WA the Capital of Australian Giving
Thursday, 10th December 2015 at 11:34 am
West Australians have been rated as the highest charitable donors in the country in a climate where the proportion of Aussies making charitable donations has slumped, but the average annual amount each person gives has risen, new research has found.
The latest Roy Morgan Research has revealed that in Western Australia 71 per cent of the population are donors, followed by Tasmania, where 63 per cent of residents give to charity.
The research found that the incidence of charitable giving was fairly consistent between the states, generally hovering around the national average – except for Western Australia.
“As well as being home to the country’s greatest proportion of charitable givers, WA also distinguishes itself in terms of average annual value given per donor,” the report said.
“Western Australians who donate to charity hand over around $355 each per year, ahead of donors from NSW/ACT ($331) and Victoria ($285) – and some $115 more than the average South Australian.”
The report said that earlier research from 2011 found that 70 per cent of Australians reported making at least one donation to charity in the previous 12 months, but the latest research found that this had slipped to 66 per cent.
The research found however that over that same time, the average annual amount donated had increased from $264 to $302.
The research also examined the attitudes of donors and why they give.
“Examining the attitudes of Western Australians towards issues such as raising living standards among the world’s poorest people or helping others, we find that they are slightly above average for believing that ‘helping others is my duty as a global citizen’ and ‘everyday people like you or me can help to raise living standards’,” Industry Communications Director at Roy Morgan Research, Norman Morris said.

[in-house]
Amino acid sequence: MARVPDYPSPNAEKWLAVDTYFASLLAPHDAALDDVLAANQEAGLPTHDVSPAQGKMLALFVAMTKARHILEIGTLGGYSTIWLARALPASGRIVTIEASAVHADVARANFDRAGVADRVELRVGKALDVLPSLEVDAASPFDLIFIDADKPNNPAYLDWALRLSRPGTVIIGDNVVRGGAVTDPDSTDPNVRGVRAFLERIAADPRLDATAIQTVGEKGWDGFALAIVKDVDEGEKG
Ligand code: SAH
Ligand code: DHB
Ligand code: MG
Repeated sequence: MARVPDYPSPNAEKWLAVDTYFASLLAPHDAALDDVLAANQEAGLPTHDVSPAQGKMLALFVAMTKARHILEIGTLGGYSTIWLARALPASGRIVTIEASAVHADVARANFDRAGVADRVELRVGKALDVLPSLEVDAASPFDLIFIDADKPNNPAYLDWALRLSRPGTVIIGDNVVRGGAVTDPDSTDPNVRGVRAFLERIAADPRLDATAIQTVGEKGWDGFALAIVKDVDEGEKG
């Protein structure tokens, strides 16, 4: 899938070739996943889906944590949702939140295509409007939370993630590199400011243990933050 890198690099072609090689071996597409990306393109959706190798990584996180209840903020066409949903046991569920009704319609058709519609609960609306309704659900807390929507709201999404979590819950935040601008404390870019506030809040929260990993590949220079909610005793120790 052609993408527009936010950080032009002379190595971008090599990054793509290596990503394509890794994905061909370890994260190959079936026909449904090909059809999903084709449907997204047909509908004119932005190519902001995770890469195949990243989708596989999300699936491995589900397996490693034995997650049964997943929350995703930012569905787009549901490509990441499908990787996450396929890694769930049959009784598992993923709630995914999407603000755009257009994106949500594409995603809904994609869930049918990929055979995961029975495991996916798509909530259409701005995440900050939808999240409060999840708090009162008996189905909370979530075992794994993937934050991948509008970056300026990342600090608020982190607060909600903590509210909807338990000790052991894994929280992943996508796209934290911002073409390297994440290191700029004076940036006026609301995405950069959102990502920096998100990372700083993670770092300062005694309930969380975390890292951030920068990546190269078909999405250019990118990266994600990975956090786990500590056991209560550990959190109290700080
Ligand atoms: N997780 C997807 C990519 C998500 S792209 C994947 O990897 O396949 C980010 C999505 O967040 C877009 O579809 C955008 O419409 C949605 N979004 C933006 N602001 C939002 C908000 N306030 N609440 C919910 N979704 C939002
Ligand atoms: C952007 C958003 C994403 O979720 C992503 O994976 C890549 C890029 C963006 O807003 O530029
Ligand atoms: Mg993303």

“But then, so are Victorians, who, while almost as likely as people from WA to give to charity, are well behind them in terms of amount given.
“So why this difference in donation value? The fact that Western Australians are almost twice as likely as Victorians to live in households with an income of $200,000+ may have something to do with it.
“In Queensland and Tasmania, where charitable giving is not quite as popular, residents do not appear to have such a global outlook, and are more likely to feel that ‘my responsibility is just to other Australians’.”
Morris said Queenslanders were also noticeably less supportive of the Australian Government increasing “overseas aid to help reduce global poverty”.
“By understanding how different sectors of the population feel about helping the world’s poorest people, for example, or where the country’s high earners live, charities can be more strategic when communicating with current and potential donors, and waste less time on a ‘scatter-gun’ approach,” he said.
The research found that people who agreed with the statement “individuals can’t do anything – it’s up to governments” were 35 per cent more likely than the average Australian to make no donations in an average 12 month.
Those who do donate were more likely to give relatively small amounts.
The report said it was a very similar story with people who agreed with the statements “we can’t do much, there’ll always be poor people in the world” (37 per cent more likely to make no donations) and “my responsibility is just to other Australians” (39 per cent more likely to make no donations).
Source: Roy Morgan Single Source (Australia), October 2014 – September 2015 (n=15,668).